Good time for Sharpton visit

As Western debates the legacy of Dr. Martin Luther King Jr., one of King’s successors in the Civil Rights Movement, the Rev. Al Sharpton, arrives today on campus for two days of lectures and meetings.

Talk about good timing.

As exhibited in the Herald’s three most recent opinion pages, it takes just one controversial statement to reopen a gaping racial chasm on the Hill.

It’s an unhealthy condition healed only through healthy discussion. The visit by Sharpton — a famous name with an even more famous mane — will hopefully inspire spirited and much-needed chatter.

Talk about good timing.

Sharpton’s appearance is a sort of grand finale to Black History Month.

Echoes of his speeches should reverberate into March, appropriately keeping discussions of civil rights issues fresh well beyond their typical expiration date.

Talk about good timing.

Perhaps more than anything, recent dialogue has centered on whether King’s message can coexist with his sometimes maligned moral character.

Sharpton’s credibility has been similarly challenged, most notably in a decades-old surveillance video that seemed to depict Sharpton’s involvement in an apparent drug deal.

Now Western has an opportunity to weigh Sharpton’s philosophy against his personality. We can decide how much of Sharpton’s message — and King’s, for that matter — to cling to and how much to discard.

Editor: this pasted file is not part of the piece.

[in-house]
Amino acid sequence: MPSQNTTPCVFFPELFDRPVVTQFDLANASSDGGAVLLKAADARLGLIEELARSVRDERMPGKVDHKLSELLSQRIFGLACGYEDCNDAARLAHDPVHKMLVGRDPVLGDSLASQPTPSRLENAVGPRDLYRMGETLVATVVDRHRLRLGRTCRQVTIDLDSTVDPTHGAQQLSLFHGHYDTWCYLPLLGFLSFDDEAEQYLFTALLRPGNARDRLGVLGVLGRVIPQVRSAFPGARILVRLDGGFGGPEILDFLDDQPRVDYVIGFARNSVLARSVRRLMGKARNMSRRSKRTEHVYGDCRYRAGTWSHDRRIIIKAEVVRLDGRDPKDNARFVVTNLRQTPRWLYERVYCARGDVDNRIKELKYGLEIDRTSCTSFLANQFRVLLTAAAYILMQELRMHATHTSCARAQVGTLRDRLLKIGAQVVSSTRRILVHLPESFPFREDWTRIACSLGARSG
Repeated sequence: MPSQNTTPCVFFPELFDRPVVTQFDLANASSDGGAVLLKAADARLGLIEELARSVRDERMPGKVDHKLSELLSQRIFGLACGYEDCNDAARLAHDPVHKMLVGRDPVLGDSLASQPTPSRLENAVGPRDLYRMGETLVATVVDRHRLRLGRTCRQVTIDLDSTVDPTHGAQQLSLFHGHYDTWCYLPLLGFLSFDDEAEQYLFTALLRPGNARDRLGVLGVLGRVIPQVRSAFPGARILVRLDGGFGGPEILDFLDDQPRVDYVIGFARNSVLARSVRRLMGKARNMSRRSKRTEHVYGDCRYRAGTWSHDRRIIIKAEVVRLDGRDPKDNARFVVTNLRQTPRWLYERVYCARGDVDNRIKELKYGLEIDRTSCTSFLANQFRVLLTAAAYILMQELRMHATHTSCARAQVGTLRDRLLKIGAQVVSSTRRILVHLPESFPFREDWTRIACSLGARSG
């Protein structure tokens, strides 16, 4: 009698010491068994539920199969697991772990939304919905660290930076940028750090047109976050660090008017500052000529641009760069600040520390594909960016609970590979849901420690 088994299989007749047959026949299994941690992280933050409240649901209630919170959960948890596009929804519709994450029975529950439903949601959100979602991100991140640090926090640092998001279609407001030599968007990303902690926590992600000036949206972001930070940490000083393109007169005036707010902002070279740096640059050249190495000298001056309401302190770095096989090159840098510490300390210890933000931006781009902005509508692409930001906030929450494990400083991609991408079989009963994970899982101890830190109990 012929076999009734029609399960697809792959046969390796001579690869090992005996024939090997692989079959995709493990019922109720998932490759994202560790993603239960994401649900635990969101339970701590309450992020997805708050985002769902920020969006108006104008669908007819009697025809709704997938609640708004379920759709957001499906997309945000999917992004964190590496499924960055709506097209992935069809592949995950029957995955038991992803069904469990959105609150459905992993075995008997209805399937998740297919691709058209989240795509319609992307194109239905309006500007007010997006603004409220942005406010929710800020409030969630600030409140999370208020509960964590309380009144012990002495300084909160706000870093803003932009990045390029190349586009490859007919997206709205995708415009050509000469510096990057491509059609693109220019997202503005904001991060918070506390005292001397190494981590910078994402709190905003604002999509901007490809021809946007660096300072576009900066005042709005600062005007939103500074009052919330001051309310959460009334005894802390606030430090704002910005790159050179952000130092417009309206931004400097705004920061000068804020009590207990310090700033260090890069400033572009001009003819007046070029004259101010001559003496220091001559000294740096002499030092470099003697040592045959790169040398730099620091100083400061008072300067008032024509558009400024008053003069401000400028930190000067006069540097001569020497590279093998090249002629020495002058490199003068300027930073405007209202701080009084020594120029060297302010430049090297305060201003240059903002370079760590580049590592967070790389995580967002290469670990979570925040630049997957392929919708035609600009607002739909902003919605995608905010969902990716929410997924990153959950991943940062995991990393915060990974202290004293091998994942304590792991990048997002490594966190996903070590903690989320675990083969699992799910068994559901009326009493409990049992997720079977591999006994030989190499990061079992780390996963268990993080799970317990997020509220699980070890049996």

Talk about good timing.

For each person who has submitted a letter to the Herald this semester concerning civil rights or political issues, there are likely many others who have chosen to remain silent. We hope Sharpton’s visit prompts those people to speak and enrich the debate.

Western is hungry for new perspectives, new voices and new ideas. Whether or not we agree with his beliefs, Sharpton will provide each of those things.

But the campus shouldn1t serve merely as a soapbox for Sharpton. It1s an opportunity for students to be heard as well.

Talk about good timing.

Or talk about the current racial controversy on campus. Or talk about Sharpton’s credibility and the validity of his message. Or talk about the United States’ policy in Iraq. It really doesn’t matter.

Just talk.

This editorial represents the majority opinion of the Herald’s 10-member board of student editors.